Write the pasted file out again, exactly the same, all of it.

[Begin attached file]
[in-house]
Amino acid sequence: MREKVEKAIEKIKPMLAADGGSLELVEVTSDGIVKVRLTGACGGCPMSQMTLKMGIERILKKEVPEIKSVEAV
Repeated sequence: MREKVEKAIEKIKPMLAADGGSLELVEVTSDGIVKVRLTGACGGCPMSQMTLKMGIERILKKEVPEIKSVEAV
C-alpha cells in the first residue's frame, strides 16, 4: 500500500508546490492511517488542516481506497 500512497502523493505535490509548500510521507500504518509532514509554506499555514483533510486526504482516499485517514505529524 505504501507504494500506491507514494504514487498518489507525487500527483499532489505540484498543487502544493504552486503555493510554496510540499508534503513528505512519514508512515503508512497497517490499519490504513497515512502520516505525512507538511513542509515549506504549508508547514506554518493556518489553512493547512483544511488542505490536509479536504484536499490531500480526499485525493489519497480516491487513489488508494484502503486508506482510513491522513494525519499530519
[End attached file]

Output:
[in-house]
Amino acid sequence: MREKVEKAIEKIKPMLAADGGSLELVEVTSDGIVKVRLTGACGGCPMSQMTLKMGIERILKKEVPEIKSVEAV
Repeated sequence: MREKVEKAIEKIKPMLAADGGSLELVEVTSDGIVKVRLTGACGGCPMSQMTLKMGIERILKKEVPEIKSVEAV
C-alpha cells in the first residue's frame, strides 16, 4: 500500500508546490492511517488542516481506497 500512497502523493505535490509548500510521507500504518509532514509554506499555514483533510486526504482516499485517514505529524 505504501507504494500506491507514494504514487498518489507525487500527483499532489505540484498543487502544493504552486503555493510554496510540499508534503513528505512519514508512515503508512497497517490499519490504513497515512502520516505525512507538511513542509515549506504549508508547514506554518493556518489553512493547512483544511488542505490536509479536504484536499490531500480526499485525493489519497480516491487513489488508494484502503486508506482510513491522513494525519499530519